"Excess chocolate has been linked to dental caries and obesity, and obesity has been linked to a significantly higher risk of type 2 diabetes, hypertension, gall bladder disease, liver disease, and heart disease and stroke, and to a small increased risk of cancer."Now, before anyone goes all Daily Mail on us, I was selective with the quotations there as the article makes it clear that this was just a public health industry in-joke. Har-di-bloody har, Nathan. Doing the circuit with Lembit soon, are you?
The Easter Bunny's role is to sell chocolate to children and, according to the World Health Organization, such advertising contributes to children being overweight and obese and is an important area for preventive action, [Australian public health specialist] Dr [Nathan] Grills said.
"Given the Easter Bunny's potential for good, it could become a public health pin-up bunny, supporting campaigns that encourage children to eat the recommended daily five servings of vegetables and two servings of fruit," Dr Grills said.
"Chocolate egg hunts could become brussels sprout hunts! After all, the Easter Bunny itself would advocate for this change, given that bunnies do not digest chocolate particularly well."
It's not a first for Dr Grills, though, since he was the author of a report condemning Santa as a health pariah in 2009, as highlighted at the time by VGIF.
What a jolly life these public health guys lead, eh? So awash are they with funding, that there's plenty of time available to file droll reports and produce press releases detailing their frivolous japes.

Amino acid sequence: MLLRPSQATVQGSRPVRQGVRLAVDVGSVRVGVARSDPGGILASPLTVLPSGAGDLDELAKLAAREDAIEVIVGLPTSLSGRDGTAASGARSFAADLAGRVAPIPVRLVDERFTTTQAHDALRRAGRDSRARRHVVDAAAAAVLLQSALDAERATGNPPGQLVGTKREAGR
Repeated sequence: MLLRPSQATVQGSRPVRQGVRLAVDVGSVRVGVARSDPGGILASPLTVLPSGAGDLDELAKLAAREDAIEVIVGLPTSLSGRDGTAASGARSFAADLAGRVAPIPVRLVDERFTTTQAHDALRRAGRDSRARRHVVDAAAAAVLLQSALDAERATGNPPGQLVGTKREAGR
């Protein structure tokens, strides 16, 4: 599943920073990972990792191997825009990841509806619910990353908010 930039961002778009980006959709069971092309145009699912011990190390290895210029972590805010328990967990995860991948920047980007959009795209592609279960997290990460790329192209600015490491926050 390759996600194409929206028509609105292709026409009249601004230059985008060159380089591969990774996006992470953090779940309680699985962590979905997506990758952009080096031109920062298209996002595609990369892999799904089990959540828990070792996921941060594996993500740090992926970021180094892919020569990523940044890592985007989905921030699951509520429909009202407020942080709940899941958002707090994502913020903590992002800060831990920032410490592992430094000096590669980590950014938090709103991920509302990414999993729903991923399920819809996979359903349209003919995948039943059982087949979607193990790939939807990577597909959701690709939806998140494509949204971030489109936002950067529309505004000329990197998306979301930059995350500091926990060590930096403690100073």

Except they're not really that funny, are they?
Oh, don't get me wrong. In an ideal world we would put Nathan's head under our arm, give him a playful noogie and amicably call him a fun-loving prankster. But public health obsessives destroyed that world a long time ago.
By way of entirely-unrelated example, back in 1995 one of us on an all-male beano to the Canaries was asked at the airport check-in if he had packed his case himself, to which he replied to much (partially inebriated) laughter "no, a kind middle-eastern gentleman did it for me". The Monarch airlines staff member just gave him a wry grin. Do the same now and he'd most likely be arrested.
It's not funny anymore once the threat is serious, is it?
Likewise, Nathan's 'comedy' just doesn't hit the mark for the simple reason that it's perfectly feasible that some health nutter will be advocating such a thing in the future ... without the tongue planted in his (or, more likely, her) cheek.
In fact, Nathan's Santa study had already been overtaken by events when he published it. Firstly, by the US Surgeon General himself in 2007 and subsequently by anti-obesity fruitloop MeMe Roth, whose description of Santa's portrayal on Coke packaging was "I see a warning label. Drink this, and look how your body will look."
Which would tend to explain why Nathan's jovial dig at the big guy didn't go down very well.
Around the world, Grills has been attacked as a mean-spirited Christmas killjoy. His e-mail inbox is filled with condemnations. He’s so besieged by angry calls that he won’t answer the telephone, so I couldn’t talk to him for an interview. We had to correspond via e-mail.He has been very careful not to replicate that experience this time by making the satirical nature of his Easter Bunny piece absolutely crystal.
However, since we can be pretty certain that the same arguments will be advanced by the public health community in the future - this time with a perfectly straight face - it's just not funny, Nathan. Sorry.
Unless, of course, his idea of humour is informing a condemned man of his execution that very day, before admitting it was just a leg-pull ... it's next week really.